Crooked Letter, Crooked Letter by Tom Franklin

crooked-letterSeveral people have recommended Crooked Letter, Crooked Letter by Tom Franklin to me over the years. Mindy from Minty Fresh Mysteries even gave me a copy. But it wasn’t until Amy at Read A Latte said it was worth reading if you are a fan of Serial, that i dove in. As an aside, if you’re not listening to Serial already, download the podcast today.

Larry Ott’s life is in ruins. Twenty years ago his date went missing and the case has never been solved. Now another girl in their rural Mississippi neck of the woods has gone missing. Is he the culprit? Recovering in hospital after a gun shot wound -self inflicted? – the story of his life unravels before our eyes.

It is difficult to say whether or not I really liked this book or not. I found it hard to get into, but by page 132 I could not put it down.

One of my problems with it, is that it was really quite depressing. Larry’s father is cruel. Alcoholism, domestic violence, poverty and racial tensions suffuse the first third of the book, to the point where they overtook the story. I felt utterly depressed.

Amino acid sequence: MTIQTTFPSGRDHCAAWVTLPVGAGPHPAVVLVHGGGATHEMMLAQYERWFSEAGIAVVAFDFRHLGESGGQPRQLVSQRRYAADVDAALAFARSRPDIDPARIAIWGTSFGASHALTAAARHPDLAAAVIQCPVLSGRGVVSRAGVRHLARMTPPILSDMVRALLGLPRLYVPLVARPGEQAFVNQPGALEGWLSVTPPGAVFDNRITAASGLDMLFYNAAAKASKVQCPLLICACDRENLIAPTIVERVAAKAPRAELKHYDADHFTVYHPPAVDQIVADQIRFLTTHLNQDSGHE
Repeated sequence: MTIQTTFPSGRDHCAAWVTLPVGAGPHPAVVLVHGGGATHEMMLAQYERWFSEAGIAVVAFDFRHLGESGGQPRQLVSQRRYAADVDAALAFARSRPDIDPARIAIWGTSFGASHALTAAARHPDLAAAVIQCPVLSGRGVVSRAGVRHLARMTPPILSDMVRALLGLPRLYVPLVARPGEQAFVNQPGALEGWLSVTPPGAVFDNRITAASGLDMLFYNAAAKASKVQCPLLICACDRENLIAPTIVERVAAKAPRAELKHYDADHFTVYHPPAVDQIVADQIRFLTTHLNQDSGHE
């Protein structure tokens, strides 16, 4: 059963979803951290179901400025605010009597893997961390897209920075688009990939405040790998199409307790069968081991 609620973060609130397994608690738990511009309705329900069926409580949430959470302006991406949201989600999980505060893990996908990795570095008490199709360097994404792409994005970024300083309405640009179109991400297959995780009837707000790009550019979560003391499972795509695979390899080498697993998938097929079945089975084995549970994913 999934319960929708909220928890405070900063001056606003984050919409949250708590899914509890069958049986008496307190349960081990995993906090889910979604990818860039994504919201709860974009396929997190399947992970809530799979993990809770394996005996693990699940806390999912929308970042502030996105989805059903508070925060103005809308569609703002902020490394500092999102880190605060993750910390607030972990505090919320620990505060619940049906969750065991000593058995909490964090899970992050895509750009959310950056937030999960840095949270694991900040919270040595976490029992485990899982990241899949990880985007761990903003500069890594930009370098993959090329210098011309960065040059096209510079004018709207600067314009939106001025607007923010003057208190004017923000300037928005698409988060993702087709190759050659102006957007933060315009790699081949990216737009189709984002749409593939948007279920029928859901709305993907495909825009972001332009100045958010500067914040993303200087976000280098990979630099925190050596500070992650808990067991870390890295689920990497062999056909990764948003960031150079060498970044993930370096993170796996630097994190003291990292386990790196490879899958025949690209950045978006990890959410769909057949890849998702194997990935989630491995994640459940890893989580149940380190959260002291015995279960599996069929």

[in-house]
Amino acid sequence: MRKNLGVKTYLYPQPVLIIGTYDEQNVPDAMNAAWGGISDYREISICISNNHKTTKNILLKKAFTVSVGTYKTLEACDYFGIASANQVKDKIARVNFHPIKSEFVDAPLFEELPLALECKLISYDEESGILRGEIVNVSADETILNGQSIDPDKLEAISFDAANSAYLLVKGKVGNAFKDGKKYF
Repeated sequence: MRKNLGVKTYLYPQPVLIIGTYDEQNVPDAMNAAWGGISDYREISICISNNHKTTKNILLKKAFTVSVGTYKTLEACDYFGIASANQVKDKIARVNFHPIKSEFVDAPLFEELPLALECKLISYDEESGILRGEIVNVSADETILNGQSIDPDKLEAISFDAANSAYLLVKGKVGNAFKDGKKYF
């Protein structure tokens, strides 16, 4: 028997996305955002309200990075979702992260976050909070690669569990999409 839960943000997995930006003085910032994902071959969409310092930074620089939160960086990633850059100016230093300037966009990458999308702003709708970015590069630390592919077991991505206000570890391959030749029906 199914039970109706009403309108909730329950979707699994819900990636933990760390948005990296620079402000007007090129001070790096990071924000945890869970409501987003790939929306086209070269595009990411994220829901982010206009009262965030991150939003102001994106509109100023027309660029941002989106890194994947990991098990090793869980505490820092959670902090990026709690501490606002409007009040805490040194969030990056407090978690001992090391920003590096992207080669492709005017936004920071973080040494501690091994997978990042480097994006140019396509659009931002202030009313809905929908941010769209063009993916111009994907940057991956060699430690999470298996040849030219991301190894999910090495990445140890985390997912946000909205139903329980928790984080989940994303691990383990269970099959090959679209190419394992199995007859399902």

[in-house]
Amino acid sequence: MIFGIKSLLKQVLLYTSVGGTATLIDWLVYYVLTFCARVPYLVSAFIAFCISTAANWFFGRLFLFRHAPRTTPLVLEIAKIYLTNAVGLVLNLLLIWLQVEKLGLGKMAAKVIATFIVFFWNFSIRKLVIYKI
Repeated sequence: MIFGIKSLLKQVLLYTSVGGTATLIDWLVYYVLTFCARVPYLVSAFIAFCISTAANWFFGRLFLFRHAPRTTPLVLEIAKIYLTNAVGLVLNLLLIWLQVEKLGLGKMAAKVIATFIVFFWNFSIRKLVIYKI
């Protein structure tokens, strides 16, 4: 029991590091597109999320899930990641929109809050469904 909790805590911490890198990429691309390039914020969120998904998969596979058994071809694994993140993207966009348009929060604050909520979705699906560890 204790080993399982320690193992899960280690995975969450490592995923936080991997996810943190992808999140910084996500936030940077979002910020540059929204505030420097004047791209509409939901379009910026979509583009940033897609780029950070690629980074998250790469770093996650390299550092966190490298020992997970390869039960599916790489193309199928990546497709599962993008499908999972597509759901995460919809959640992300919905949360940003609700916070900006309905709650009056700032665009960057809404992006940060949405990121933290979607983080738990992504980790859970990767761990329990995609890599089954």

But I think that with everything that is going on in the United States right regarding race and police brutality, Crooked Letter, Crooked Letter is an important book to read. There is plenty of both in the story. One thing that is highlighted is how over the last fifty years, perhaps we have not changed as much as we thought.

Who would like this book? Like Amy says, this is a book that would be great for fans of Serial. What that means is that it is a smart, well-written mystery that unravels slowly. Because of the southern setting it is reminiscent of Flying Shoes by Lisa Howarth, but much grittier. The element of a childhood friendship resurfacing to reveal something about a past crime brings The Wicked Girls by Alex Marwood to mind. That being said, Crooked Letter, Crooked Letter wasn’t really my cup of tea. Often Southern Literature doesn’t do it for me, and this book can be firmly classified as Southern Literature.

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10 Comments

  1. I’ve heard really good things about this book, and as a Serial fan, I really want to read it now. It’s sad to think how relevant this book still seems to be, re: racial tensions and police brutality; it seems like an important book, even if it’s not your cup of tea.

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